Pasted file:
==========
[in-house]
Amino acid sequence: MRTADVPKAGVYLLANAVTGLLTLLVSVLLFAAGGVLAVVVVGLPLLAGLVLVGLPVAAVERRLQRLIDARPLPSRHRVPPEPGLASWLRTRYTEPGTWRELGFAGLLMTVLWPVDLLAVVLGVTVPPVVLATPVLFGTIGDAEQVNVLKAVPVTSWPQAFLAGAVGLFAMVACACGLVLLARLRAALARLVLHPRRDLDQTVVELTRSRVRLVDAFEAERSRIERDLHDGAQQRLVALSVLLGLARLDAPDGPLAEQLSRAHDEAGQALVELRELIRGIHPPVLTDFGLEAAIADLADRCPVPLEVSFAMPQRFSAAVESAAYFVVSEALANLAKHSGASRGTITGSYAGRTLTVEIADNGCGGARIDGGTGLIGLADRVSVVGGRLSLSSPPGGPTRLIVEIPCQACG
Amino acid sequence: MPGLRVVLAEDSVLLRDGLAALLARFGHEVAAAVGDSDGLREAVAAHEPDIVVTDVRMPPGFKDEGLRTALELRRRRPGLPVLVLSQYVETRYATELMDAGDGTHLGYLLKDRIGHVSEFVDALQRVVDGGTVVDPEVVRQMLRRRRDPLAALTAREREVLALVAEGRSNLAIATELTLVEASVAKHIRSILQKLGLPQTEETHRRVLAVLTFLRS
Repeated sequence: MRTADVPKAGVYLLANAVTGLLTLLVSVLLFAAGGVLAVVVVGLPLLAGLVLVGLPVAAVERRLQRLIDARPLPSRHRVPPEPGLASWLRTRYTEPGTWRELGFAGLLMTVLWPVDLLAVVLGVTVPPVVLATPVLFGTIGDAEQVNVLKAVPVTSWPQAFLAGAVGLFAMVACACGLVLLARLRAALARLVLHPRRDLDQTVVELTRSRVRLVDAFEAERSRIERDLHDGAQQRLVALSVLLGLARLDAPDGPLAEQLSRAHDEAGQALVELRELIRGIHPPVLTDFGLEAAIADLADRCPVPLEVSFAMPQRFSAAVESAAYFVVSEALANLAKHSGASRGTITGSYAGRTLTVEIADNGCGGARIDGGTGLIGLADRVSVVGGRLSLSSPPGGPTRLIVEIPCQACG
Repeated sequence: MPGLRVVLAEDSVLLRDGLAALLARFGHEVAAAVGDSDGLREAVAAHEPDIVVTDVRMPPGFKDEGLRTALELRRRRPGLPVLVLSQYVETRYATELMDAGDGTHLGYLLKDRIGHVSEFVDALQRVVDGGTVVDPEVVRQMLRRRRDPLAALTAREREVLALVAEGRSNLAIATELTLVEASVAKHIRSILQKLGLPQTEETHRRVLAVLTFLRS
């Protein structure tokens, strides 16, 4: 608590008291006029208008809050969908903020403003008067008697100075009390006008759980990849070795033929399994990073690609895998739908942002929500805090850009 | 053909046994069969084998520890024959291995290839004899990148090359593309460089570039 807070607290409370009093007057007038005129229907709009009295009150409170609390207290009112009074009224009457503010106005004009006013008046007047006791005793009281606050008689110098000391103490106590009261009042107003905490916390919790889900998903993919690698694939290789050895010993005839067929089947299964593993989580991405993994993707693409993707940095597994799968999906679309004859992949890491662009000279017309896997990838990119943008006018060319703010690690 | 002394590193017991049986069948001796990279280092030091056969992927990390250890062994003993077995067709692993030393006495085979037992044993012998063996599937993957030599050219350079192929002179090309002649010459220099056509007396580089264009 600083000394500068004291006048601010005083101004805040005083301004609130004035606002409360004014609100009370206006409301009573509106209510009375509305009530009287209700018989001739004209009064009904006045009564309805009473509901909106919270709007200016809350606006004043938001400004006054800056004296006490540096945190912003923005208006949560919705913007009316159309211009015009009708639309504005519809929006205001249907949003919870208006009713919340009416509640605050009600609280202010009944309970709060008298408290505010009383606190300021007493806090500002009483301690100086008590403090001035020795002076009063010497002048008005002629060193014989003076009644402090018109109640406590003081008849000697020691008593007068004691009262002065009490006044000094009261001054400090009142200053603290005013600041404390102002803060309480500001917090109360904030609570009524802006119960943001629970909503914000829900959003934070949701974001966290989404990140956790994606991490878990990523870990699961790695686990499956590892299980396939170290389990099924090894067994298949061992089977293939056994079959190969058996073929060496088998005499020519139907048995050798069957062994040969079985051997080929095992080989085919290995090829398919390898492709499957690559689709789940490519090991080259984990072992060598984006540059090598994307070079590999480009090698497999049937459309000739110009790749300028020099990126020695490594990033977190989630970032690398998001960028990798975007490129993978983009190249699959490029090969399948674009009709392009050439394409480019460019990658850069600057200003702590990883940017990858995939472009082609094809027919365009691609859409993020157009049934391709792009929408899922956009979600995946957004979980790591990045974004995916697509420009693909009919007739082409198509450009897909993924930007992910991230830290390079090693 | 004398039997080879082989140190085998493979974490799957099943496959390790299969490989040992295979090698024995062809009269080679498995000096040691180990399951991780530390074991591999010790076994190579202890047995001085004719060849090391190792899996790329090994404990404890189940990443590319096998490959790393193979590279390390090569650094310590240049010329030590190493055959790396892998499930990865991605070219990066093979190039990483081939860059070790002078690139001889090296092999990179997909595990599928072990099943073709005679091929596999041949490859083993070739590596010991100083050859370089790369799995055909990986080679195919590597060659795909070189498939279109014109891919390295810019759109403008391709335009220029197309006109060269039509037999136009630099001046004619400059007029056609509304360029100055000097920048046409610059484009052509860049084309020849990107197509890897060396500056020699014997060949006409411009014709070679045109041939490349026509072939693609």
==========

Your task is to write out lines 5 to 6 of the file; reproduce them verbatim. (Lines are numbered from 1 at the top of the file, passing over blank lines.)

Repeated sequence: MPGLRVVLAEDSVLLRDGLAALLARFGHEVAAAVGDSDGLREAVAAHEPDIVVTDVRMPPGFKDEGLRTALELRRRRPGLPVLVLSQYVETRYATELMDAGDGTHLGYLLKDRIGHVSEFVDALQRVVDGGTVVDPEVVRQMLRRRRDPLAALTAREREVLALVAEGRSNLAIATELTLVEASVAKHIRSILQKLGLPQTEETHRRVLAVLTFLRS
């Protein structure tokens, strides 16, 4: 608590008291006029208008809050969908903020403003008067008697100075009390006008759980990849070795033929399994990073690609895998739908942002929500805090850009 | 053909046994069969084998520890024959291995290839004899990148090359593309460089570039 807070607290409370009093007057007038005129229907709009009295009150409170609390207290009112009074009224009457503010106005004009006013008046007047006791005793009281606050008689110098000391103490106590009261009042107003905490916390919790889900998903993919690698694939290789050895010993005839067929089947299964593993989580991405993994993707693409993707940095597994799968999906679309004859992949890491662009000279017309896997990838990119943008006018060319703010690690 | 002394590193017991049986069948001796990279280092030091056969992927990390250890062994003993077995067709692993030393006495085979037992044993012998063996599937993957030599050219350079192929002179090309002649010459220099056509007396580089264009 600083000394500068004291006048601010005083101004805040005083301004609130004035606002409360004014609100009370206006409301009573509106209510009375509305009530009287209700018989001739004209009064009904006045009564309805009473509901909106919270709007200016809350606006004043938001400004006054800056004296006490540096945190912003923005208006949560919705913007009316159309211009015009009708639309504005519809929006205001249907949003919870208006009713919340009416509640605050009600609280202010009944309970709060008298408290505010009383606190300021007493806090500002009483301690100086008590403090001035020795002076009063010497002048008005002629060193014989003076009644402090018109109640406590003081008849000697020691008593007068004691009262002065009490006044000094009261001054400090009142200053603290005013600041404390102002803060309480500001917090109360904030609570009524802006119960943001629970909503914000829900959003934070949701974001966290989404990140956790994606991490878990990523870990699961790695686990499956590892299980396939170290389990099924090894067994298949061992089977293939056994079959190969058996073929060496088998005499020519139907048995050798069957062994040969079985051997080929095992080989085919290995090829398919390898492709499957690559689709789940490519090991080259984990072992060598984006540059090598994307070079590999480009090698497999049937459309000739110009790749300028020099990126020695490594990033977190989630970032690398998001960028990798975007490129993978983009190249699959490029090969399948674009009709392009050439394409480019460019990658850069600057200003702590990883940017990858995939472009082609094809027919365009691609859409993020157009049934391709792009929408899922956009979600995946957004979980790591990045974004995916697509420009693909009919007739082409198509450009897909993924930007992910991230830290390079090693 | 004398039997080879082989140190085998493979974490799957099943496959390790299969490989040992295979090698024995062809009269080679498995000096040691180990399951991780530390074991591999010790076994190579202890047995001085004719060849090391190792899996790329090994404990404890189940990443590319096998490959790393193979590279390390090569650094310590240049010329030590190493055959790396892998499930990865991605070219990066093979190039990483081939860059070790002078690139001889090296092999990179997909595990599928072990099943073709005679091929596999041949490859083993070739590596010991100083050859370089790369799995055909990986080679195919590597060659795909070189498939279109014109891919390295810019759109403008391709335009220029197309006109060269039509037999136009630099001046004619400059007029056609509304360029100055000097920048046409610059484009052509860049084309020849990107197509890897060396500056020699014997060949006409411009014709070679045109041939490349026509072939693609």